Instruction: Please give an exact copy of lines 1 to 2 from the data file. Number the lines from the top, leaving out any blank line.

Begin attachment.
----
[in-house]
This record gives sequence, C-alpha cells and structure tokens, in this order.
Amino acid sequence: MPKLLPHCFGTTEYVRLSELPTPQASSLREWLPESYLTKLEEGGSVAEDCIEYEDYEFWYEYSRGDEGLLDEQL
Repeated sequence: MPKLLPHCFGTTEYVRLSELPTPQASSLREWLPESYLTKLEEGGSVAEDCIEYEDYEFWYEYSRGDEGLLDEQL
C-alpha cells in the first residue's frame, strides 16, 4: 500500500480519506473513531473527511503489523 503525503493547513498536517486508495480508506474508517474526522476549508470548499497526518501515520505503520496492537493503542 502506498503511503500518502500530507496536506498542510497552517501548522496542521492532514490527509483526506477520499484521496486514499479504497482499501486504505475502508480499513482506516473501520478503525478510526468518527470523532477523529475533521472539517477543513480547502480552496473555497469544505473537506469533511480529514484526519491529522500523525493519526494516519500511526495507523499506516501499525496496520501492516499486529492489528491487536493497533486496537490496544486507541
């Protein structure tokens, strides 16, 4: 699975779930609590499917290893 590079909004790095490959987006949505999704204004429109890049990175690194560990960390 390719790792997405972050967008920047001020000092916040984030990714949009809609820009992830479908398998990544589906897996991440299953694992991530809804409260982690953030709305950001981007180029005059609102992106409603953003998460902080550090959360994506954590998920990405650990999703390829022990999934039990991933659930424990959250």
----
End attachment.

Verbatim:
[in-house]
This record gives sequence, C-alpha cells and structure tokens, in this order.